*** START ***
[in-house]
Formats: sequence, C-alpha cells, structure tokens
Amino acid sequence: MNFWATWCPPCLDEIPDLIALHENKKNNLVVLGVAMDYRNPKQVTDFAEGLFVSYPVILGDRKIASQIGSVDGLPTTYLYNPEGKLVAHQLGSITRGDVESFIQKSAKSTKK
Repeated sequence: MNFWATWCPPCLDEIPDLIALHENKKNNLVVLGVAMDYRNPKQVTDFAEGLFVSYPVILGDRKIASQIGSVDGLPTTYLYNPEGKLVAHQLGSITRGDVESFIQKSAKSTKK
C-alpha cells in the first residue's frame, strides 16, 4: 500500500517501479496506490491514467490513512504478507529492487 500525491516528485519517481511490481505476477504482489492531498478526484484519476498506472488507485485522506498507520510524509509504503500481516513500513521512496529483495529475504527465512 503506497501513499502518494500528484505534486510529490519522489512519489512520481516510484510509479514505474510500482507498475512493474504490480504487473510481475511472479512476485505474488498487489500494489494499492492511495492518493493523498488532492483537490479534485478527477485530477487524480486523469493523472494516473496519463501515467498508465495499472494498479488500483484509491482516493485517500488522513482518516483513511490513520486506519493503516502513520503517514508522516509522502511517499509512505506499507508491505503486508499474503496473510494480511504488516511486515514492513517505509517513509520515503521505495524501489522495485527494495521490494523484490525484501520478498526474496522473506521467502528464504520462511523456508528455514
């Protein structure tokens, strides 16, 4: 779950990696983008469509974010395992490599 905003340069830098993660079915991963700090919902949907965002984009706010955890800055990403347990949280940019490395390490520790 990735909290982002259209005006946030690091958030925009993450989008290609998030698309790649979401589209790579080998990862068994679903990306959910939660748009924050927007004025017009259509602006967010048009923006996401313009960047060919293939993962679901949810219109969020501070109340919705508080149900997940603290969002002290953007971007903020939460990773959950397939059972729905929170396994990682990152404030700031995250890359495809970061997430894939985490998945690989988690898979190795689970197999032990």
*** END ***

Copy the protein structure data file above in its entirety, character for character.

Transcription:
[in-house]
Formats: sequence, C-alpha cells, structure tokens
Amino acid sequence: MNFWATWCPPCLDEIPDLIALHENKKNNLVVLGVAMDYRNPKQVTDFAEGLFVSYPVILGDRKIASQIGSVDGLPTTYLYNPEGKLVAHQLGSITRGDVESFIQKSAKSTKK
Repeated sequence: MNFWATWCPPCLDEIPDLIALHENKKNNLVVLGVAMDYRNPKQVTDFAEGLFVSYPVILGDRKIASQIGSVDGLPTTYLYNPEGKLVAHQLGSITRGDVESFIQKSAKSTKK
C-alpha cells in the first residue's frame, strides 16, 4: 500500500517501479496506490491514467490513512504478507529492487 500525491516528485519517481511490481505476477504482489492531498478526484484519476498506472488507485485522506498507520510524509509504503500481516513500513521512496529483495529475504527465512 503506497501513499502518494500528484505534486510529490519522489512519489512520481516510484510509479514505474510500482507498475512493474504490480504487473510481475511472479512476485505474488498487489500494489494499492492511495492518493493523498488532492483537490479534485478527477485530477487524480486523469493523472494516473496519463501515467498508465495499472494498479488500483484509491482516493485517500488522513482518516483513511490513520486506519493503516502513520503517514508522516509522502511517499509512505506499507508491505503486508499474503496473510494480511504488516511486515514492513517505509517513509520515503521505495524501489522495485527494495521490494523484490525484501520478498526474496522473506521467502528464504520462511523456508528455514
């Protein structure tokens, strides 16, 4: 779950990696983008469509974010395992490599 905003340069830098993660079915991963700090919902949907965002984009706010955890800055990403347990949280940019490395390490520790 990735909290982002259209005006946030690091958030925009993450989008290609998030698309790649979401589209790579080998990862068994679903990306959910939660748009924050927007004025017009259509602006967010048009923006996401313009960047060919293939993962679901949810219109969020501070109340919705508080149900997940603290969002002290953007971007903020939460990773959950397939059972729905929170396994990682990152404030700031995250890359495809970061997430894939985490998945690989988690898979190795689970197999032990």